Recourse debt is any mortgage debt not classified as nonrecourse, such as business- or investment-purpose mortgages.
Further, mortgage holders may only recover losses on recourse debt through judicial foreclosure, and only when:
- the property’s FMV at the time of the judicial sale is less than the outstanding debt, as determined by a court appraisal; and
- the mortgage holder underbids – makes less than a full credit bid – at the judicial foreclosure sale. [CCP §580a]
Second mortgages and refinances
California anti-deficiency law does not specify whether purchase-assist mortgages for second homes receive nonrecourse debt protections. However, nonrecourse debts require acquisition of a one-to-four unit residential property with the intent of the buyer to occupy it — which applies to second homes as well. Nothing in the code explicitly states the residence has to be a primary residence or that an owner cannot purchase more than one residence to occupy.
Second mortgages are nonrecourse debt when they provide purchase-assist financing to fund the price paid to purchase a home the buyer will occupy. This includes home equity lines of credit (HELOCs) to the extent they are used for purchase, construction or remodels of the same one-to-four unit dwelling by which they are secured. [CCP §580b; Bank of America v. Graves (1996) 51 CA4th 607]
Refinances are also considered nonrecourse debts when they are used to pay off the owner’s existing purchase-money mortgage. This includes loan modifications. However, any advance of additional principal (as with a cash-out refinance) or fees involved in the refinance or modification, other than the amount of the remaining original mortgage debt, are recourse debt. [CCP §580b]
Additional legal protections against deficiency judgments
A homeowner can escape from their negative equity home and their mortgage holder’s ability to collect other than through foreclosure by entering into a short sale approved by the lender for the satisfaction of a nonrecourse or recourse mortgage.
A short sale occurs when a mortgage holder agrees to accept the net proceeds from the sale of the secured property as consideration for reconveyance of the trust deed. The short sale agreement allows the owner to close the sale of their home when the net sales proceeds are less than the total debt owed. The mortgage holder’s acceptance of the discounted payoff, called a short pay, prohibits them from coming after the homeowner for the remaining unpaid debt, regardless of whether the debt is recourse or nonrecourse. [CCP §580e]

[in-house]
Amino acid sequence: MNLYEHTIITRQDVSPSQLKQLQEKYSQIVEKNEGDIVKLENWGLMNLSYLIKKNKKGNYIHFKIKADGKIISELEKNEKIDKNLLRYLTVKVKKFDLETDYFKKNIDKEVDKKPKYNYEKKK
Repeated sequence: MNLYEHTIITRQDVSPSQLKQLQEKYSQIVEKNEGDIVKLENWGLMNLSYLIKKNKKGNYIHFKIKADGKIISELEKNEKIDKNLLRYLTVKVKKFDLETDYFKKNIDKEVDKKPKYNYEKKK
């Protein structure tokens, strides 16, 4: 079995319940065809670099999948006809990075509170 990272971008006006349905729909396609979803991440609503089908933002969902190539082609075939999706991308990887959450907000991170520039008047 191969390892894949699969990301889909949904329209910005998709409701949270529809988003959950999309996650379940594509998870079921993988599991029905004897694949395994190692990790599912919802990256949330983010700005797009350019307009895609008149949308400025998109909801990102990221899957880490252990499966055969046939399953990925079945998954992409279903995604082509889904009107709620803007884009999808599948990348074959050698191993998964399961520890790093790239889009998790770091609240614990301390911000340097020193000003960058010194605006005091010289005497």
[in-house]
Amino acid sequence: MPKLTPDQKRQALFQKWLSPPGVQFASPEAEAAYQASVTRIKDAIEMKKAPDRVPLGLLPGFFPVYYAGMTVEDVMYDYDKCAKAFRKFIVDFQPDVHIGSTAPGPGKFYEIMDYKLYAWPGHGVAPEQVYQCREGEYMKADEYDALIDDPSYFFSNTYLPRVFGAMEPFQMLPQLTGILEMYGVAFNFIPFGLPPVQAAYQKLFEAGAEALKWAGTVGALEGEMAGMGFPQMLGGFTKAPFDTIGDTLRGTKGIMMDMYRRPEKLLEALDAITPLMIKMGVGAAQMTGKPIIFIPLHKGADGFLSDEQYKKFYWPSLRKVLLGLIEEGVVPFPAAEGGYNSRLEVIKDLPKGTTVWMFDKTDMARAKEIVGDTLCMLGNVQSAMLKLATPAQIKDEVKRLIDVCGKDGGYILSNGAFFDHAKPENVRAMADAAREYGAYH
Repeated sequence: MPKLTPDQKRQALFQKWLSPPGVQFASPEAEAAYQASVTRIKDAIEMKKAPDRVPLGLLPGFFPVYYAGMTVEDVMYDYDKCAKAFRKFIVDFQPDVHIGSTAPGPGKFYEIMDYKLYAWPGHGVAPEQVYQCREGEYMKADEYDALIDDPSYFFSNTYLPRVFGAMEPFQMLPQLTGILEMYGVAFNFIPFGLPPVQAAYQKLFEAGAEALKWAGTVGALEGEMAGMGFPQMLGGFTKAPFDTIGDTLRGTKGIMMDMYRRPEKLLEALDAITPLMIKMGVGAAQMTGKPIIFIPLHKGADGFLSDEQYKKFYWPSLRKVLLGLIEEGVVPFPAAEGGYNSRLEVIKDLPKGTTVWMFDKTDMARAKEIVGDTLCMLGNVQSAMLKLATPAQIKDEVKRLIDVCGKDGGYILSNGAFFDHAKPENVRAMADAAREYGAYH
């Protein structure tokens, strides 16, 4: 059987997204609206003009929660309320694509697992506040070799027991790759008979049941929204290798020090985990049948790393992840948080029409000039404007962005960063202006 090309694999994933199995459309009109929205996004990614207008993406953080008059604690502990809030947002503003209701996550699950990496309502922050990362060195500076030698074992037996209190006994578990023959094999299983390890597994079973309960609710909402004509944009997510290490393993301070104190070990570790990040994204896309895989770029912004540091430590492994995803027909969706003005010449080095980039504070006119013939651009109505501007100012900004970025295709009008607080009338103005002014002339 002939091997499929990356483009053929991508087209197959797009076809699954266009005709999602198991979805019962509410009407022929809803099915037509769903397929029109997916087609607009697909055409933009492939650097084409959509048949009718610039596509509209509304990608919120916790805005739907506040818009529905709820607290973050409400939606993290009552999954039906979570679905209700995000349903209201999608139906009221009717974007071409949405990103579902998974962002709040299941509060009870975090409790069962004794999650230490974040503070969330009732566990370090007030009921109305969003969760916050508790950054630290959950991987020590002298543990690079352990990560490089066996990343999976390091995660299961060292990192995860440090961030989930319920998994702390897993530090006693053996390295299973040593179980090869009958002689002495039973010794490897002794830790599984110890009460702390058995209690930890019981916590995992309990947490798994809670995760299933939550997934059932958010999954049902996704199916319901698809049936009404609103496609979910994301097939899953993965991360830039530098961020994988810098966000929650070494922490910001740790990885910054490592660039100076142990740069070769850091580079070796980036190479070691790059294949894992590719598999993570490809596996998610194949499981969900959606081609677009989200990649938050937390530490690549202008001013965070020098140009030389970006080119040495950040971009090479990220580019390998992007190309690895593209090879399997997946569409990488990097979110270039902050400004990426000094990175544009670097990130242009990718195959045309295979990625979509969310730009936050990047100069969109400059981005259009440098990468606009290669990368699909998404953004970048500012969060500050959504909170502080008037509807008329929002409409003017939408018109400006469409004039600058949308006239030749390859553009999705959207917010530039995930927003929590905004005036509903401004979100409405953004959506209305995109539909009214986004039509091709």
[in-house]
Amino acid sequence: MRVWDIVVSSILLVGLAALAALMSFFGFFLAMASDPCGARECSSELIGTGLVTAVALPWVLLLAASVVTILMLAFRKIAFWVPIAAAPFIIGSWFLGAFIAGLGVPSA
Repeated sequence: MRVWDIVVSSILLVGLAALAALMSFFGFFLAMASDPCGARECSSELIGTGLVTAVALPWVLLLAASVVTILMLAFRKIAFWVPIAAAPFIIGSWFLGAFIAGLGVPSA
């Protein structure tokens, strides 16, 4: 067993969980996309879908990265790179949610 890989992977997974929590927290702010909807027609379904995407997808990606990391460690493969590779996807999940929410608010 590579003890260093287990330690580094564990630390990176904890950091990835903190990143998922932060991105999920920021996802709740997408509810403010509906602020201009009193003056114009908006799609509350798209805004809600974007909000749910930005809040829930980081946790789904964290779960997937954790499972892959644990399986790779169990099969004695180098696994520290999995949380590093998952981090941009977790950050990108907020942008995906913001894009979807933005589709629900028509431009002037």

The catch with the short sale when a recourse mortgage is involved is getting the mortgage holder to agree; the homeowner cannot close a short sale and satisfy their debt unless their mortgage holder fully cooperates.
Tax-wise, homeowners with forgiven nonrecourse mortgage debt in California are shielded from the forgiven debt being taxed as income. Also, the federal Mortgage Forgiveness Debt Relief Act (MFDRA), which is up for extension again, prevents taxation of all mortgage debt forgiveness on qualified principal residences granted through 2014. If extended, the MFDRA will prevent taxation on mortgage debts forgiven before January 1, 2017. The MFDRA’s protection is critical only for California homeowners with recourse debts.
Stay up-to-date with California mortgage law by visiting first tuesday’s Legislative Gossip page, updated monthly with new and pending legislation. Check out SB 907 and AB 2234, currently pending, for updates on discharge of indebtedness on forgiven recourse debts.